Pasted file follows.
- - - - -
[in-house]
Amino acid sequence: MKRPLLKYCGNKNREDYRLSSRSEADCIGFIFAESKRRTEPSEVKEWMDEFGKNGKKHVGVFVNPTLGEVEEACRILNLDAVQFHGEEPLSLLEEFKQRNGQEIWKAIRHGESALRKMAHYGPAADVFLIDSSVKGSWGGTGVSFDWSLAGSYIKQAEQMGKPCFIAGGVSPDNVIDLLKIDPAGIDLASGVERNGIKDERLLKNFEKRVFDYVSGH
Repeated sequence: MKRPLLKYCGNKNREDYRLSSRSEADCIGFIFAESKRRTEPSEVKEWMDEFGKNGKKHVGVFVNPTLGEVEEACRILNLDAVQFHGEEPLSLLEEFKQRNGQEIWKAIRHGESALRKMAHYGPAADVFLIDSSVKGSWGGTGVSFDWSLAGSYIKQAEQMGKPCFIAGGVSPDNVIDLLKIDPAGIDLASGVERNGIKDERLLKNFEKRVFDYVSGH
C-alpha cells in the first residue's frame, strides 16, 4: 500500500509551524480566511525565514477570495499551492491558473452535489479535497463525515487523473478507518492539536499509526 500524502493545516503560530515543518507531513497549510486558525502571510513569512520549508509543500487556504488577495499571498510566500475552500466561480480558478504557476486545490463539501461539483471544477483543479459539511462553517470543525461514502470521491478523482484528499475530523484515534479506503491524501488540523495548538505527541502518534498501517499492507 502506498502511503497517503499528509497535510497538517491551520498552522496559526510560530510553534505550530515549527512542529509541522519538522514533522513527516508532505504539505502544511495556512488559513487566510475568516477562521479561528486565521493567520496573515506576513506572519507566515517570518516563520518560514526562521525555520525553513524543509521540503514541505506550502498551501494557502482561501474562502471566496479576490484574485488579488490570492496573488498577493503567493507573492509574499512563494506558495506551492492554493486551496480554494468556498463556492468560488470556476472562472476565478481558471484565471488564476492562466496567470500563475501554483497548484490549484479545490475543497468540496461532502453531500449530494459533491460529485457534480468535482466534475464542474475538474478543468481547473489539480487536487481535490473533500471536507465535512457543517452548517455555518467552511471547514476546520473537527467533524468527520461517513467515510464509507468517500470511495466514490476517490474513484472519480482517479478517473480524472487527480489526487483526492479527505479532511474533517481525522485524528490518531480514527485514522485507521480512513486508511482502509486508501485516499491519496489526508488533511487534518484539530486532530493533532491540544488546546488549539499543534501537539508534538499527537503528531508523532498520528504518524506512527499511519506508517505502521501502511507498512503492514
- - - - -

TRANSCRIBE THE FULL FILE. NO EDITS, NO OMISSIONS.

[in-house]
Amino acid sequence: MKRPLLKYCGNKNREDYRLSSRSEADCIGFIFAESKRRTEPSEVKEWMDEFGKNGKKHVGVFVNPTLGEVEEACRILNLDAVQFHGEEPLSLLEEFKQRNGQEIWKAIRHGESALRKMAHYGPAADVFLIDSSVKGSWGGTGVSFDWSLAGSYIKQAEQMGKPCFIAGGVSPDNVIDLLKIDPAGIDLASGVERNGIKDERLLKNFEKRVFDYVSGH
Repeated sequence: MKRPLLKYCGNKNREDYRLSSRSEADCIGFIFAESKRRTEPSEVKEWMDEFGKNGKKHVGVFVNPTLGEVEEACRILNLDAVQFHGEEPLSLLEEFKQRNGQEIWKAIRHGESALRKMAHYGPAADVFLIDSSVKGSWGGTGVSFDWSLAGSYIKQAEQMGKPCFIAGGVSPDNVIDLLKIDPAGIDLASGVERNGIKDERLLKNFEKRVFDYVSGH
C-alpha cells in the first residue's frame, strides 16, 4: 500500500509551524480566511525565514477570495499551492491558473452535489479535497463525515487523473478507518492539536499509526 500524502493545516503560530515543518507531513497549510486558525502571510513569512520549508509543500487556504488577495499571498510566500475552500466561480480558478504557476486545490463539501461539483471544477483543479459539511462553517470543525461514502470521491478523482484528499475530523484515534479506503491524501488540523495548538505527541502518534498501517499492507 502506498502511503497517503499528509497535510497538517491551520498552522496559526510560530510553534505550530515549527512542529509541522519538522514533522513527516508532505504539505502544511495556512488559513487566510475568516477562521479561528486565521493567520496573515506576513506572519507566515517570518516563520518560514526562521525555520525553513524543509521540503514541505506550502498551501494557502482561501474562502471566496479576490484574485488579488490570492496573488498577493503567493507573492509574499512563494506558495506551492492554493486551496480554494468556498463556492468560488470556476472562472476565478481558471484565471488564476492562466496567470500563475501554483497548484490549484479545490475543497468540496461532502453531500449530494459533491460529485457534480468535482466534475464542474475538474478543468481547473489539480487536487481535490473533500471536507465535512457543517452548517455555518467552511471547514476546520473537527467533524468527520461517513467515510464509507468517500470511495466514490476517490474513484472519480482517479478517473480524472487527480489526487483526492479527505479532511474533517481525522485524528490518531480514527485514522485507521480512513486508511482502509486508501485516499491519496489526508488533511487534518484539530486532530493533532491540544488546546488549539499543534501537539508534538499527537503528531508523532498520528504518524506512527499511519506508517505502521501502511507498512503492514